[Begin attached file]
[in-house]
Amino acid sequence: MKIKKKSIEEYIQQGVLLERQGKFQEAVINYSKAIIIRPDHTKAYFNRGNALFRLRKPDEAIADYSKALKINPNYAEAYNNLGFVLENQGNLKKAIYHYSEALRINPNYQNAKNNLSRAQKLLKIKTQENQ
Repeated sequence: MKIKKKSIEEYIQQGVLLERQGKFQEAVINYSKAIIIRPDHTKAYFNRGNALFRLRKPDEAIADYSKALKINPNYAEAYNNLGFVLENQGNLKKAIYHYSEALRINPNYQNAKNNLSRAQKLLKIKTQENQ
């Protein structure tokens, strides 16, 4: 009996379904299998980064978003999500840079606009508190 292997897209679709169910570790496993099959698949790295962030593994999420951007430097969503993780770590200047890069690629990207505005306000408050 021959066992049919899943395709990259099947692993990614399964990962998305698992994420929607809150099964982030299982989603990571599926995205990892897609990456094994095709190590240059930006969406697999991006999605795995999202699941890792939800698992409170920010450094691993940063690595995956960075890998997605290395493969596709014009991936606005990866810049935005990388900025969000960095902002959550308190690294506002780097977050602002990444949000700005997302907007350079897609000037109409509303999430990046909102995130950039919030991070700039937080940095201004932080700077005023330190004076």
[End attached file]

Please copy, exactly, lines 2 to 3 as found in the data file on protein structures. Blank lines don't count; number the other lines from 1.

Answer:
Amino acid sequence: MKIKKKSIEEYIQQGVLLERQGKFQEAVINYSKAIIIRPDHTKAYFNRGNALFRLRKPDEAIADYSKALKINPNYAEAYNNLGFVLENQGNLKKAIYHYSEALRINPNYQNAKNNLSRAQKLLKIKTQENQ
Repeated sequence: MKIKKKSIEEYIQQGVLLERQGKFQEAVINYSKAIIIRPDHTKAYFNRGNALFRLRKPDEAIADYSKALKINPNYAEAYNNLGFVLENQGNLKKAIYHYSEALRINPNYQNAKNNLSRAQKLLKIKTQENQ